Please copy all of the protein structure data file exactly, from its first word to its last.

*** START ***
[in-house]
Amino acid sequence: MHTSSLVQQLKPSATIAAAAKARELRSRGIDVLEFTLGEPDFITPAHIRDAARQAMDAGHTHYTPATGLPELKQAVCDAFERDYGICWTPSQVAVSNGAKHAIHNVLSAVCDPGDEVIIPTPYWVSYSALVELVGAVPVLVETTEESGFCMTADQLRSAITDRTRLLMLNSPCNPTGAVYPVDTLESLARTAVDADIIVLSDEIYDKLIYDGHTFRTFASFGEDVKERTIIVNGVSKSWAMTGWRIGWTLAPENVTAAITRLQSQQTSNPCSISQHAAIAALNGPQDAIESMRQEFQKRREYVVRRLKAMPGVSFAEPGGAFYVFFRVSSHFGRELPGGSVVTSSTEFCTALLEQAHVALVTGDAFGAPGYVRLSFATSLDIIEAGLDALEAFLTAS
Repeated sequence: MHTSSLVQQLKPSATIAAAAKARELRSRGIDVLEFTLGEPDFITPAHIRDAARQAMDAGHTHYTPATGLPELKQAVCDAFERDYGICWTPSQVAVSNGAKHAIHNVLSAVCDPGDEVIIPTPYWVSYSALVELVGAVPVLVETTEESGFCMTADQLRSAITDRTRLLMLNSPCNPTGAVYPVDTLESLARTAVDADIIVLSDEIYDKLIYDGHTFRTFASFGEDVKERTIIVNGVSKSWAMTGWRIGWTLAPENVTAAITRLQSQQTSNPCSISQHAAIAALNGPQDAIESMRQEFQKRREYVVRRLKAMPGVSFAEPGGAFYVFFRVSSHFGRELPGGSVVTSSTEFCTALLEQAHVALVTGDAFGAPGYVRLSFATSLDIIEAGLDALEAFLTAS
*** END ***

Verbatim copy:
[in-house]
Amino acid sequence: MHTSSLVQQLKPSATIAAAAKARELRSRGIDVLEFTLGEPDFITPAHIRDAARQAMDAGHTHYTPATGLPELKQAVCDAFERDYGICWTPSQVAVSNGAKHAIHNVLSAVCDPGDEVIIPTPYWVSYSALVELVGAVPVLVETTEESGFCMTADQLRSAITDRTRLLMLNSPCNPTGAVYPVDTLESLARTAVDADIIVLSDEIYDKLIYDGHTFRTFASFGEDVKERTIIVNGVSKSWAMTGWRIGWTLAPENVTAAITRLQSQQTSNPCSISQHAAIAALNGPQDAIESMRQEFQKRREYVVRRLKAMPGVSFAEPGGAFYVFFRVSSHFGRELPGGSVVTSSTEFCTALLEQAHVALVTGDAFGAPGYVRLSFATSLDIIEAGLDALEAFLTAS
Repeated sequence: MHTSSLVQQLKPSATIAAAAKARELRSRGIDVLEFTLGEPDFITPAHIRDAARQAMDAGHTHYTPATGLPELKQAVCDAFERDYGICWTPSQVAVSNGAKHAIHNVLSAVCDPGDEVIIPTPYWVSYSALVELVGAVPVLVETTEESGFCMTADQLRSAITDRTRLLMLNSPCNPTGAVYPVDTLESLARTAVDADIIVLSDEIYDKLIYDGHTFRTFASFGEDVKERTIIVNGVSKSWAMTGWRIGWTLAPENVTAAITRLQSQQTSNPCSISQHAAIAALNGPQDAIESMRQEFQKRREYVVRRLKAMPGVSFAEPGGAFYVFFRVSSHFGRELPGGSVVTSSTEFCTALLEQAHVALVTGDAFGAPGYVRLSFATSLDIIEAGLDALEAFLTAS